The flag-bearer of the NDC, John Mahama, has also said, “…I can assure you that we will spell out not only in the curriculum but in our manifesto what we think about it. Our manifesto will also come clearly about these issues that are trending… The CSE education, as we can see in all the guidelines and brochures is not appropriate and should not be a part of the curriculum. So, if the government has made any move, they should not reject but withdraw and abolish it completely.”
None of these political leaders or parties will agree to approve the CSE because if they do, Ghanaians will vote against them.
Our religious leaders and politicians have succeeded in making us believe that ‘the devil’ is coming to Ghana and the Ghana Education Service and the United Nations has given him VISA. These people are opinion leaders, so as long as they have said it, and are against it, then we are too.
But this is not the way to go. The president of the National Association of Graduate Teachers has said that education is for the people, so if the people have a problem with any aspect of delivery, then we must pause and engage them.
I agree, and that is why I expect all stakeholders to read the document and understand its content so that we can have an informed conversation. The majority of Ghanaians have not read the document and do not have an understanding of it.
I have heard religious leaders say, “if this is true, then we will fight it with everything we have”. They use the conditional clause because they clearly don’t understand what CSE is or how it will be rolled out in Ghana. So, if the ministry of education and the Ghana Education Service have the wellbeing of the Ghanaian child at heart, I expect them to continue engaging stakeholders.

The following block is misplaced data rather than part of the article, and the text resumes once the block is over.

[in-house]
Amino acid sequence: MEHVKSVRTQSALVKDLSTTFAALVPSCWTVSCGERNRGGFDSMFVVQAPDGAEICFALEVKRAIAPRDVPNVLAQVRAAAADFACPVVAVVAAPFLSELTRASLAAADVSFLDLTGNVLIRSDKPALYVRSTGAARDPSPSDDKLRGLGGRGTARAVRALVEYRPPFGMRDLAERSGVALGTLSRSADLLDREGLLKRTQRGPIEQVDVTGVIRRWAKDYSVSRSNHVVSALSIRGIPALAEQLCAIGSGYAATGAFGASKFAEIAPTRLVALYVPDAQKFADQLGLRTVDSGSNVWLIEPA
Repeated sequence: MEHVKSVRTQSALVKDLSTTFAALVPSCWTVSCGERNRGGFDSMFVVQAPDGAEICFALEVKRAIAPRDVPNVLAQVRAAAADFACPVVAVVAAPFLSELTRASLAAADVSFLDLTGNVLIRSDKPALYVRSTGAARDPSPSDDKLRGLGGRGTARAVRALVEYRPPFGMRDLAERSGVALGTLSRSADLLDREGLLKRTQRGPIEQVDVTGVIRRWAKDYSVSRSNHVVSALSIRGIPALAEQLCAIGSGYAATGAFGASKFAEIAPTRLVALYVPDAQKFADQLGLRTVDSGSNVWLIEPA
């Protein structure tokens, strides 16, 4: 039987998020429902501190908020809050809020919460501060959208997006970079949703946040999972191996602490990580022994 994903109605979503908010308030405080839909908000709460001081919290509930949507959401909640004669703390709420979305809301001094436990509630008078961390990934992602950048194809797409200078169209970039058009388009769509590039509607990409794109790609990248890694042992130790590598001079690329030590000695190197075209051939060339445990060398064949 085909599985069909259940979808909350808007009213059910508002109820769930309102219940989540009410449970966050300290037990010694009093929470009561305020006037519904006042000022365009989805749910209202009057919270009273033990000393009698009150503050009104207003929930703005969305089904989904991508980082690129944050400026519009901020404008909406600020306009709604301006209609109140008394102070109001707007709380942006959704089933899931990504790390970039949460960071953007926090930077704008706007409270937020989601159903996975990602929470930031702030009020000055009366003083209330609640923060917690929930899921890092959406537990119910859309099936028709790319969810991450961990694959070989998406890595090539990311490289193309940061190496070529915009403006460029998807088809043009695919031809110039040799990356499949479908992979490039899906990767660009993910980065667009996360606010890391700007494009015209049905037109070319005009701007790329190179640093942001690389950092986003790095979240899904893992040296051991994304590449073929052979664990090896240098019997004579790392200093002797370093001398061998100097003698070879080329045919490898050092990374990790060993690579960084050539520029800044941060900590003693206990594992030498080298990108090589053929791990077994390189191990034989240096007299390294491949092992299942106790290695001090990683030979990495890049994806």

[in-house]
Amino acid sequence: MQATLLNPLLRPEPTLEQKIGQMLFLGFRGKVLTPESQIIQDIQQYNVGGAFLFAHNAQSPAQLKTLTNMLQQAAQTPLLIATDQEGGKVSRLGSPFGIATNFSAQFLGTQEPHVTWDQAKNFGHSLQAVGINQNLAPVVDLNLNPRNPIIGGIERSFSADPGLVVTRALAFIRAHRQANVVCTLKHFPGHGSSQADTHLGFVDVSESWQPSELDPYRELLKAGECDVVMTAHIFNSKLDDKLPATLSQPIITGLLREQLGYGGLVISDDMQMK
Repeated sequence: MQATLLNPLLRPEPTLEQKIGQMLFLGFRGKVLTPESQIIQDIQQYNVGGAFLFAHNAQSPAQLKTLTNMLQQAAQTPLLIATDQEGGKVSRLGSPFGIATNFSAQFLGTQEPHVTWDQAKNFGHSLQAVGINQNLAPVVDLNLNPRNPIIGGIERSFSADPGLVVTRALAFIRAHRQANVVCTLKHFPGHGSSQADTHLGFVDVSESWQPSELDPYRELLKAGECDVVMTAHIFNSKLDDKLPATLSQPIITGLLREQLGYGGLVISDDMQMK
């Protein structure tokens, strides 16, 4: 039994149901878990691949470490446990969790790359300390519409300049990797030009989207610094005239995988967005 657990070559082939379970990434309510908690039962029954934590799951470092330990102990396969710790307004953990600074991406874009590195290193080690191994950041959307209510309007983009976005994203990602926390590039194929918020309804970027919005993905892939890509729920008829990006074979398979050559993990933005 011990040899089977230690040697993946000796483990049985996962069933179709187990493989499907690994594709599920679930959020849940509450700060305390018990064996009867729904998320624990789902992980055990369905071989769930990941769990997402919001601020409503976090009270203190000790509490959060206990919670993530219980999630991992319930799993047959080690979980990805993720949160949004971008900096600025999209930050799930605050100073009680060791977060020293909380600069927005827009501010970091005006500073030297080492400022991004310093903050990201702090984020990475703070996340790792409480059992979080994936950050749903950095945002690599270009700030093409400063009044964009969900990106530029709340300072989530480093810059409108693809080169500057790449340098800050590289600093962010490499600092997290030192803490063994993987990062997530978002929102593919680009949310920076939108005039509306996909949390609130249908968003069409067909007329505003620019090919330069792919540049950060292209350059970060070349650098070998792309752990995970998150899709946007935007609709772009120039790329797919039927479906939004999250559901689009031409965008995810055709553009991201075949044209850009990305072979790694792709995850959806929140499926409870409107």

It is a proposed document so they should ensure that all concerns are addressed and any miscommunication and misunderstandings are properly dealt with.
Stakeholder participation is very essential to rolling out programs, so it is not out of place to have stakeholders voicing out their concerns.
If the name is the problem, have it changed and if the concern is with an aspect of it, address it. If the organization funding the policy is their worry, then have them agree to pay for it themselves, but we can’t sweep it under the carpet.
“Why is it that I was almost raped yet apart from my friends, I have never told anyone else or even reported the case?” says a graduate from the Ghana Institute of Journalism with an expression of surprise at herself.
We have been questioning why girls and women who have been sexually harassed haven’t spoken up, why they are hiding, and why the #METOO movement is such a big deal elsewhere yet in Ghana, nobody is speaking up.
And again, we know that boys are also subjected to violence, but how many of such stories have we heard?
Let us, together, empower our children with information and education and strengthen the justice system, if we really want to eliminate such harmful acts from our society and prepare young people to compete with the rest of the world.